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Margot & the Nuclear So and So’s


[Mariel Recordings; 2010]

By ; October 15, 2010 

Purchase at: Insound (Vinyl) | Amazon (MP3 & CD) | iTunes | MOG

The last time Margot & the Nuclear So and So’s released music, they released it twice. The band recorded a ton of songs and disagreed with Epic Records over which should make the cut, resulting in two CDs, one filled with songs the band preferred called Animal! and the other with songs the label liked better, aptly titled Not Animal. The fact that a companion Not Buzzard album did not accompany their third full-length, Buzzard, is indicative of their split with the major label. The band released this album on their own label, Mariel Recordings, but the switch did nothing to stave off drama during the recording process. Between Animal! and Buzzard, the band relocated to Chicago after the Indianapolis home in which all previous seven members lived was damaged in a fire. The combination of a new label, new landscape and new lineup (Brian Deck on drums, Ronnie Kwasman on guitar and Cameron McGill on keyboards) created almost an entirely new sound.

First track “Birds” starts off mellow enough, but soon the song is engulfed in a raucous chorus in which Richard Edwards yells repeatedly, “Let’s have a party, let’s have a party.” But don’t be fooled: party music is nowhere to be found on this disc. Edwards’ impassioned cries and surrealist, stoner lyrics are nothing new, but instead of the pretty, orchestral sounds found on past efforts, most of these songs are pretty dark. No longer are lyrics like “I did a horrible thing to that girl, I bred my misery and drowned it in her” masked by charming, upbeat melodies. Instead, we get the brooding “Let’s Paint Our Teeth Green” and gritty “New York City Hotel Blues,” in which Edwards promises, “I’m never gonna break your heart, not unless I want to.” The band plays with edgier sounds on many of the tracks. Standout “Will You Love Me Forever?” is anchored by a really cool bass line and “Earth to Aliens: What Do You Want?” even flirts with classic guitar riffs. It’s not a complete departure, though. “Lunatic, Lunatic, Lunatic” and the intimate acoustic track “I Do” find the band in their sonic comfort zone. Ironically enough, the songs that will remind fans of Margot’s signature sound are often the songs to skip, devoid of energy or inspiration.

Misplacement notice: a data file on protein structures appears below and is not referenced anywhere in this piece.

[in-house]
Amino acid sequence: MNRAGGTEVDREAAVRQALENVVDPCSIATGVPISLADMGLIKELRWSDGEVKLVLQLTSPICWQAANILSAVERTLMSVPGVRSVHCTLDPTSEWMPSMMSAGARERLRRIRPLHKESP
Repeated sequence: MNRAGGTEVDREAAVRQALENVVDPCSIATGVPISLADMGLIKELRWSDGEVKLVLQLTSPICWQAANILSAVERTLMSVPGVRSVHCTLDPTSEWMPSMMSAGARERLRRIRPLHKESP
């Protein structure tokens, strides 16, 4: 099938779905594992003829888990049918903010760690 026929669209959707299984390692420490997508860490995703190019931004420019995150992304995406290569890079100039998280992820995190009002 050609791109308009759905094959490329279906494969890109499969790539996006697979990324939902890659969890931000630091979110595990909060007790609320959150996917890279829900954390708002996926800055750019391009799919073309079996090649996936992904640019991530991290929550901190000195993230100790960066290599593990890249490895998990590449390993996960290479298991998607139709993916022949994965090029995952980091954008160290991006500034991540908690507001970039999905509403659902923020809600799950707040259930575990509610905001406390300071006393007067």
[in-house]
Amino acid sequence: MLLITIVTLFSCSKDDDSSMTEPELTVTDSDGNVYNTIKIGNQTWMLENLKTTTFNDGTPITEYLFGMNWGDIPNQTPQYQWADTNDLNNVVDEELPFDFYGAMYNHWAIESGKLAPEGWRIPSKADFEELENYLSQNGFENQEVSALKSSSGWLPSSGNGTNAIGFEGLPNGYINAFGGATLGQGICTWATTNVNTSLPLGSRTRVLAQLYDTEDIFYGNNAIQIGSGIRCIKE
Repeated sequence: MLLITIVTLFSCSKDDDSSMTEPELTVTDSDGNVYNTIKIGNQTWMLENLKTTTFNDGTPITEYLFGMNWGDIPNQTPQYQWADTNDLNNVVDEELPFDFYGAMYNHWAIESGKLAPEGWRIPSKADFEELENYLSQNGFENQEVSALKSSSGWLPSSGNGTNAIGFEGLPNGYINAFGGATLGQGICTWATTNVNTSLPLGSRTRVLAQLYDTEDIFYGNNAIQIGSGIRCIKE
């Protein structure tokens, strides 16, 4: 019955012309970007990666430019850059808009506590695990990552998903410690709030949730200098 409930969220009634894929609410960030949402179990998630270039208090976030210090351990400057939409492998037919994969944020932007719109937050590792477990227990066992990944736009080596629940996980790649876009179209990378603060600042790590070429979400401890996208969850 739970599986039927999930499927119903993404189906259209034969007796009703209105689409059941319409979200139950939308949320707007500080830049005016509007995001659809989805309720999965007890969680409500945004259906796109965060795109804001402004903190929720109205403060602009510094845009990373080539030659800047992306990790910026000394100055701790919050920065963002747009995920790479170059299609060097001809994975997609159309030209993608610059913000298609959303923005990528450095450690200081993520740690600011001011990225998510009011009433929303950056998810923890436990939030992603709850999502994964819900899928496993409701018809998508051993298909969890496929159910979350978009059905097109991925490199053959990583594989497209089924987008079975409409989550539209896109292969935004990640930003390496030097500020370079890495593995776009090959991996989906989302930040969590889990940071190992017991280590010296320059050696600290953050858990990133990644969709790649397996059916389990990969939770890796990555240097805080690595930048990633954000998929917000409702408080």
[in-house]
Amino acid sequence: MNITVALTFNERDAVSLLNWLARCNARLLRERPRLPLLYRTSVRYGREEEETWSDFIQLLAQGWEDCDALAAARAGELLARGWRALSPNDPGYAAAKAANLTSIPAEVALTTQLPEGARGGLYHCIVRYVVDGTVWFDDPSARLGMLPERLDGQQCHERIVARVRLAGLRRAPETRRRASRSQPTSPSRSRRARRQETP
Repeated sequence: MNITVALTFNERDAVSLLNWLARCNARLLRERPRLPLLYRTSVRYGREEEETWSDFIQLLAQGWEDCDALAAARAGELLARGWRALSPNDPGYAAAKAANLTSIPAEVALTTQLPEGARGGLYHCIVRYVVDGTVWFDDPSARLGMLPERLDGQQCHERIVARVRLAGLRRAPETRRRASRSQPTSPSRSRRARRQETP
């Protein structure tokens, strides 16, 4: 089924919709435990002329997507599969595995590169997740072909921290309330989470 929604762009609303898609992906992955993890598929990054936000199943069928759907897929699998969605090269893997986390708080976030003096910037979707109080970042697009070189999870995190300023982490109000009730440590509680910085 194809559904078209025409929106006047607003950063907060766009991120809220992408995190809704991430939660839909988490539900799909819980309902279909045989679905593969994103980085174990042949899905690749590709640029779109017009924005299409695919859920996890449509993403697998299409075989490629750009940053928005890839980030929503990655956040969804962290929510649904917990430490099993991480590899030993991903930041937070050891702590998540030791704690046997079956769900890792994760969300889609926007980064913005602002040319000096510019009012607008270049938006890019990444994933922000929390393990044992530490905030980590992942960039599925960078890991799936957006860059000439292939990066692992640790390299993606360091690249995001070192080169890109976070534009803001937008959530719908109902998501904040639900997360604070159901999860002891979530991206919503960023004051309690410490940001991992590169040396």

The band recorded in an abandoned Chicago movie theatre, which lent itself to the band’s more cinematic tendencies. “Your Lower Back” begins with a monotone warning against sex that was probably drawn from the 8mm”nudie cutie” films the band apparently discovered in the theatre basement. And the quirks don’t end there. Fans of “Paper Kitten Nightmare” and “Hello Vagina” from their previous LPs will get a kick out of “Tiny Vampire Robots.” But when the mood was light, these songs fit in with laidback ease. This time around, the nonsensical lyrics and goofy titles come off as trying too hard to seem silly or offhand, as if the band got high and threw down some tracks one night. This is a shame, since the band’s new sound suits them remarkably well and the album is generally successful as a deliberate work. Margot and the gang should start taking themselves seriously because after this release, listeners definitely will.


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